SANTA FE, N.M. – Gov. Michelle Lujan Grisham has appointed New Mexico resident and long-time Locations Manager Todd Christensen to head the New Mexico Film Office.
Christensen has scouted and managed locations for all the major motion picture studios and completed 10 movies in New Mexico including “Off the Map” “Sicario 1 &2” “Only the Brave” “12 Strong” and “the Ballad of Buster Scruggs.”
Starting his career in Los Angeles, Christensen’s first job was for the movie “As Good As it Gets.” He went onto work on such projects as “Syriana”, “Moneyball”, “The Hunger Games,” “There Will Be Blood”’, “‘Paul”’ and many more. Christensen has worked with directors Paul Thomas Anderson, James L. Brooks, and Joel and Ethan Coen.
“I’ve been in the field on movies for 23 years doing this job,” Christensen said. “I’ve worked with over 50 producers, I have friends in all of the studios. I’m going to contact all of those people to tell them to come to New Mexico to make their next movie or TV series here,” he said.
Cabinet Secretary Alicia J. Keyes of the Economic Development Department said the state is seeing significant interest since a new industry incentives law was signed by Gov. Lujan Grisham. The change will double the amount of money that can be paid out for filming in New Mexico and allows reimbursements up to 35 percent.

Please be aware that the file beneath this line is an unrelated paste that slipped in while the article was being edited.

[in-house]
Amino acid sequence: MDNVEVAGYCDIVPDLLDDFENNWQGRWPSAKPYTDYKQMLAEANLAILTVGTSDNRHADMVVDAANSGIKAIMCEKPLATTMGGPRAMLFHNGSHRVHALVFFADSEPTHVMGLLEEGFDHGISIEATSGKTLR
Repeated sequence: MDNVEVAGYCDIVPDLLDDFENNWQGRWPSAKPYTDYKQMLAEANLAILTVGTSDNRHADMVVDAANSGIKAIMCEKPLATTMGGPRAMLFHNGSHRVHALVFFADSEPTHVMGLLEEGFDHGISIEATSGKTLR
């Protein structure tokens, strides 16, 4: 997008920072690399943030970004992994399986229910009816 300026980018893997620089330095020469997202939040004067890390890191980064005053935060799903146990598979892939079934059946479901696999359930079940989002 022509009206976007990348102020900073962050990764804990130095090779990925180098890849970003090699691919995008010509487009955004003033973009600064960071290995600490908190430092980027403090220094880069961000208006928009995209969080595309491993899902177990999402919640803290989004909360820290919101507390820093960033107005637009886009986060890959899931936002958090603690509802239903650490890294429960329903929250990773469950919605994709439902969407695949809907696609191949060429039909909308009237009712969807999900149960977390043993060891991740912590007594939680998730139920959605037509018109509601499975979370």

“Our crews, our climate have always been terrific, and now we have an incentives law to match,” Keyes said. The new measure also exempts the cap altogether for those companies that sign a 10-year partnership with New Mexico.
“Todd has been on the ground in the United States and New Mexico working with producers for more than two decades,” said Keyes. “He can carry our message: New Mexico is serious about building the industry, we want production companies to not only come and film in the state, but to stay here permanently and provide year-round employment.”
Christensen hopes to better coordinate with schools and colleges to develop the workforce in New Mexico.
He has worked with film commissions all over the United States, including South Korea, Poland, Mexico, the Bahama’s and, most importantly, New Mexico. Christensen understands the need for strong collaboration between the state film office, tribal governments, and city and county film liaisons.
“Every movie has challenges and there can be logistical nightmares,” he said. “That’s why there has to be cooperation with the state and the city and county film offices. I want to help with that. I want to be available and accessible,” he said.
A native of Yankton, S.D., Christensen lived for periods of time in Albuquerque and Taos before settling full time in Santa Fe in 2006. He started his position as Director of the New Mexico Film Office on Monday, May 20.